Don't just tell, illustrate through a story. Of course, it's easier—especially if you're the boss—to just tell people what to do. But that's not nearly as productive as inspiring them to do what you want. A story can motivate far better than policy, procedure, or directive. I often use stories in training, either positive ones (this firm did this and look at the success they achieved) or negative ones (this firm didn't do this and look at the trouble they got into).
Stories are an excellent way to ingrain core values and purpose within an organization. Describe what these look like in action. Stories make them real, tangible, accessible. That's why storytelling is so critical to culture change initiatives.
Share internal success stories. Employees often respond best to stories of what their colleagues have accomplished, because the narrative is perceived as more relevant and credible. Be sure to capture and share those stories as much as possible, and celebrate successes. At the next tier, stories within your industry can be more readily received than those outside your industry (where people can question the relevancy).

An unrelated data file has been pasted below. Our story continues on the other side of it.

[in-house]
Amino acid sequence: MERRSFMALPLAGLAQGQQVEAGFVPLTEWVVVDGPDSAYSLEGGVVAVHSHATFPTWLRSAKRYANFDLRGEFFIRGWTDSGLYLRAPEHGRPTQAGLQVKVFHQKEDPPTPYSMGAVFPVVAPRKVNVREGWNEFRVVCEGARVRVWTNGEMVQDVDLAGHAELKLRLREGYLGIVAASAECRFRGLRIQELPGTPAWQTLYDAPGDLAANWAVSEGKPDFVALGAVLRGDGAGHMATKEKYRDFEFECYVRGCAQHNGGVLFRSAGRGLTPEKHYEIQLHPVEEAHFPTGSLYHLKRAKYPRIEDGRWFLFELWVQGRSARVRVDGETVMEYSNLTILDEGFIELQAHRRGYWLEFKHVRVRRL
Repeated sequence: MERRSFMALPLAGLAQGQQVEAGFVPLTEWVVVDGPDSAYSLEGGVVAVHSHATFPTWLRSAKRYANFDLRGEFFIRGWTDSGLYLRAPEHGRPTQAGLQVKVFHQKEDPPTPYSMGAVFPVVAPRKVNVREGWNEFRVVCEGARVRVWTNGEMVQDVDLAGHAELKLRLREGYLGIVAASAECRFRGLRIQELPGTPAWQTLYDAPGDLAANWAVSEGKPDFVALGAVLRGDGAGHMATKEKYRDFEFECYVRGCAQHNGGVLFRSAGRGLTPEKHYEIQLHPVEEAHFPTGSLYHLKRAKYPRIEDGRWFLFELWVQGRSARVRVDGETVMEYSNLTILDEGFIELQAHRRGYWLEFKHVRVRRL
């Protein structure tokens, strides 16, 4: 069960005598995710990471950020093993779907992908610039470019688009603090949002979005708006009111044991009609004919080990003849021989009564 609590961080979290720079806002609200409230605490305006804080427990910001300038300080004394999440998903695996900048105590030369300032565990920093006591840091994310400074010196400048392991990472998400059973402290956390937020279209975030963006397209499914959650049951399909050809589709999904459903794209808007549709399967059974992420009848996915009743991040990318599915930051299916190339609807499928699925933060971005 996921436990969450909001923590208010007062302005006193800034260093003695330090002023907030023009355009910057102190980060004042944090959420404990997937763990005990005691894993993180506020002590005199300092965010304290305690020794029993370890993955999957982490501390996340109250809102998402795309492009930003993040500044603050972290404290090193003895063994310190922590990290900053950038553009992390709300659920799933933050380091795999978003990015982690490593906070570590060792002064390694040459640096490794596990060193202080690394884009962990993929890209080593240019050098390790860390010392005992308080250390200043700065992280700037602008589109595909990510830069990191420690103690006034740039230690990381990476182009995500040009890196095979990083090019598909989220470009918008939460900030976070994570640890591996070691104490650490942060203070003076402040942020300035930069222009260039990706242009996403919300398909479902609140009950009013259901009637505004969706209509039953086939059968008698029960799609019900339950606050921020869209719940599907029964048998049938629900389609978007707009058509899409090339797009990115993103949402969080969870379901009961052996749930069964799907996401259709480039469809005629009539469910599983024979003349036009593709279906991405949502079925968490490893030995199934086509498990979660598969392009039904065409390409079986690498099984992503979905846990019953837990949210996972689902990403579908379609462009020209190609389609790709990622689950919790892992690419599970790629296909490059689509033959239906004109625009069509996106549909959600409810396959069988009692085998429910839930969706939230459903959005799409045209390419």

Engage the heart. We are most impacted by the stories that move us, that prompt an emotional response. This is an element often missing in our communication in this business, as we tend to favor dry data and facts. But persuasion marries information and emotion, with the latter driving the decision making process. Why? Because it's human. Stories are effective because of they're personal and relatable.
So don't just talk about actions or milestones or metrics. Talk about people, what they thought and felt, what happened to them, how they responded, and what they accomplished. Focus on human solutions, not just technical ones, because the former is much more valued (and persuasive) than the latter.
Make your audience the vicarious protagonist whenever possible. Who doesn't enjoy stories where you can identify with (or perhaps imagine being) the hero or leading character of the drama? A common mistake we make using stories is to make ourselves the protagonist. Of course, that may simply reflect the true facts of the story you share. But even if you're the key character of the story, you want to try to tell it in a way that others can project themselves in that central role.